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At Your Wit's End

How many times a day do you get frustrated? Lots? It happens so easily, doesn’t it? Driving along, you come across bumper-to-bumper traffic, which makes you late for an appointment. Or your pen runs out of ink at the wrong time, or the battery in your car dies, or the supermarket closes just as you pull into the parking lot. I’m sure you can think of lots of experiences like this.


There’s just no escaping it. All of us, one way or another, must deal with the problem of frustration. No matter what kind of life you lead, plans will go wrong and opportunities will be lost. It’s just the way life is, unfortunately. I like the story of Thomas Edison who struggled to produce the incandescent light. In his laboratory he had 523 light bulbs that didn’t work. When someone said, “Think of all the time you’ve wasted,” he said, “It wasn't wasted, I found 523 ways it couldn’t be done.” He channelled his frustration positively.


Maybe you have made promises to yourself or to God not to let this be a problem, e.g. I’m going to control my temper, be nicer in traffic or I’m going on a diet. Or I’m going to be more mindful of the needs of others and be less self-centered.


This can be serious. I read of a social worker who wrote in a newspaper: “One of the reasons there is such an increase in drug use is because people find it increasingly difficult to deal with frustration. They can’t take it any more”.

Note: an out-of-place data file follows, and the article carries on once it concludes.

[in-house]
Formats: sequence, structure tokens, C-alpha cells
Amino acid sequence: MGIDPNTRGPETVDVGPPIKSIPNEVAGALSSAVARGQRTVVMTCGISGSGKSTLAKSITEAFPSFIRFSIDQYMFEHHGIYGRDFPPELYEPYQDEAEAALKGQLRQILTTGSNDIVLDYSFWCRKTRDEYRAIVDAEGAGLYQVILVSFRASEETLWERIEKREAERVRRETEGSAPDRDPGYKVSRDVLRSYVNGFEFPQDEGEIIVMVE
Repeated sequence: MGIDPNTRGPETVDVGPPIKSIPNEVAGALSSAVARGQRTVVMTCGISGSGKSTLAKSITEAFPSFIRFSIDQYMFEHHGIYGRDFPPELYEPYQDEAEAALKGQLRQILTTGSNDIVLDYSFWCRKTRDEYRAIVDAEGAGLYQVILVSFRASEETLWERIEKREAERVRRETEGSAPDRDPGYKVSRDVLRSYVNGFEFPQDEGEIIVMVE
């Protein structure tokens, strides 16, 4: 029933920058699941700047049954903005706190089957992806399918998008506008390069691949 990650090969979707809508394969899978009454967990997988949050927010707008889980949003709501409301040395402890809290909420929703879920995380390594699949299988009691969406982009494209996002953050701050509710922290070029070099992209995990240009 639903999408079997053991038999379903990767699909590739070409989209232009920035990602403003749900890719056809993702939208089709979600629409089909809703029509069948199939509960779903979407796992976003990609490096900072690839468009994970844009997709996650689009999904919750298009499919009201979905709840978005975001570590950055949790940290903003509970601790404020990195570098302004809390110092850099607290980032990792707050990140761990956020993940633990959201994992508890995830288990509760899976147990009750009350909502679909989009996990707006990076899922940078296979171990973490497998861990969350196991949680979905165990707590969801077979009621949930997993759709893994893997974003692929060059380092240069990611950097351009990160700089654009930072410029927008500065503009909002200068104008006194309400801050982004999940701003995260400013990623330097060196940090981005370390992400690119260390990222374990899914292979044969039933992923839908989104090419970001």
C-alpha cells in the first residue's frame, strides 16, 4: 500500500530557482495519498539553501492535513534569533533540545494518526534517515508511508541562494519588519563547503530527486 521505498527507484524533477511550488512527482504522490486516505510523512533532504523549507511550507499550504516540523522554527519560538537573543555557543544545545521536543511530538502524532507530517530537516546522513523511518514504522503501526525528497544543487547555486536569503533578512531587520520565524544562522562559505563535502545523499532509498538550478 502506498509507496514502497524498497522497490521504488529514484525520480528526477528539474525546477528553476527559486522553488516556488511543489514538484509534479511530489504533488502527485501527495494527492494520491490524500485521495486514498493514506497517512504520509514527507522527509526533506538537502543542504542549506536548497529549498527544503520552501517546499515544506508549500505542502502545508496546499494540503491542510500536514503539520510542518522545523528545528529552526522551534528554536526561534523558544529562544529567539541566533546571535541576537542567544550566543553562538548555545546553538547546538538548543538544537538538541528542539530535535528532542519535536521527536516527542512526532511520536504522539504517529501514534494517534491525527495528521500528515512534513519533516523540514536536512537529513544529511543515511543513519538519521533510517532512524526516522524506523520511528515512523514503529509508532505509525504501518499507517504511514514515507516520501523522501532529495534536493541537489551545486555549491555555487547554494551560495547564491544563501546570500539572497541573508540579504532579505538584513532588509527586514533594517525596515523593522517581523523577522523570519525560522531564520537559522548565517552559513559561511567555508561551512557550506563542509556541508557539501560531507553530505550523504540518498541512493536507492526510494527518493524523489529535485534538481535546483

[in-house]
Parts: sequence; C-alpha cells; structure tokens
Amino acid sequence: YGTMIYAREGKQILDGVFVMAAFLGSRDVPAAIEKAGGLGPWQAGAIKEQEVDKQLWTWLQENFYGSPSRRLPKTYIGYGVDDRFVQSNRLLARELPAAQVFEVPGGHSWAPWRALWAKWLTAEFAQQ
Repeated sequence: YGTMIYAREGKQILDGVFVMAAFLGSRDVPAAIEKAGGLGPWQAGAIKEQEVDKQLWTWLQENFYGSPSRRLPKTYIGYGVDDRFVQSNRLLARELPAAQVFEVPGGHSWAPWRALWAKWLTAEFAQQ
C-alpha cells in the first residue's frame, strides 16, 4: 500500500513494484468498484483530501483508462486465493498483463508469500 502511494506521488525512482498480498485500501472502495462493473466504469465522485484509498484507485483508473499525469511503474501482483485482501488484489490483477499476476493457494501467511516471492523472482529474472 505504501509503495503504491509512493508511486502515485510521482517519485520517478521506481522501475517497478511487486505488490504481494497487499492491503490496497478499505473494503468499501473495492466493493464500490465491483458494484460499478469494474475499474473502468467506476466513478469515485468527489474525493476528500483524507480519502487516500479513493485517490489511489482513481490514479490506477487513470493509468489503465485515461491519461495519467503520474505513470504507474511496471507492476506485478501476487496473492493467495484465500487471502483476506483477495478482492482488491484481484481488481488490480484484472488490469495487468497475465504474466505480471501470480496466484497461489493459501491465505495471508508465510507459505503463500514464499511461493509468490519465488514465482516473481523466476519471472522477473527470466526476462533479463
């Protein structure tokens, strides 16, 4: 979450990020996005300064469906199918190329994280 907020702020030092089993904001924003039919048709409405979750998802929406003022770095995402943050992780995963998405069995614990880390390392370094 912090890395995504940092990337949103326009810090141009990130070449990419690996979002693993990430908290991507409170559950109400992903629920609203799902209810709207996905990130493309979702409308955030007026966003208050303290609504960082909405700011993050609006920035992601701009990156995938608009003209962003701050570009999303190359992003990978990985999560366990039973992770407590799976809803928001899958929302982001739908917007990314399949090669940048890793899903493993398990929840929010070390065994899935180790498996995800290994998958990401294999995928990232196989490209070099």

How Jesus Handled Frustration


I’m interested in the way our Lord Jesus handled frustration. When frustrating things happened to him, he knew how to turn the situation into an advantage, and so can we. Let me take you back to an incident in Matthew’s gospel when Jesus received devastating news about his cousin, John the Baptist—he had been put to death.


We read in Matthew 14: 13-21:


As soon as Jesus heard the news, he left in a boat to a remote area to be alone. But the crowds heard where he was headed and followed on foot from many towns. Jesus saw the huge crowd as he stepped from the boat, and he had compassion on them and healed the sick.

That evening the disciples came to him and said, “This is a remote place, and it’s already getting late. Send the crowds away so they can go to the villages and buy food for themselves.”


But Jesus said, “That isn’t necessary—you feed them.”


“But we have only five loaves of bread and two fish!” they answered.


“Bring them here,” he said. Then he told the people to sit down on the grass. Jesus took the five loaves and two fish, looked up toward heaven, and blessed them. Then, breaking the loaves into pieces, he gave the bread to the disciples, who distributed it to the people. They all ate as much as they wanted, and afterward, the disciples picked up twelve baskets of leftovers. About 5,000 men were fed that day, in addition to all the women and children!


Don’t Let Frustration Have the Last Word


Jesus wanted to deal with the pain and grief of the news of John, and that was fair enough. He wanted to be alone to work through his grief. But what happened next? The crowds saw where he was heading and followed him via land from many villages. In other words, they had interrupted his day and his plans.


How did Jesus respond to this? With frustration and anger? No, not at all. He used the interruption to heal those who were sick and miraculously feed a multitude. When his plans were hampered, he simply made bigger ones. What a terrific way to handle frustrating situations.


Jesus was the master at adapting and learning to use the situations which came upon him, sometimes unexpectedly. Frustration does not mean defeat. So, don’t let frustration have the last word in your life.

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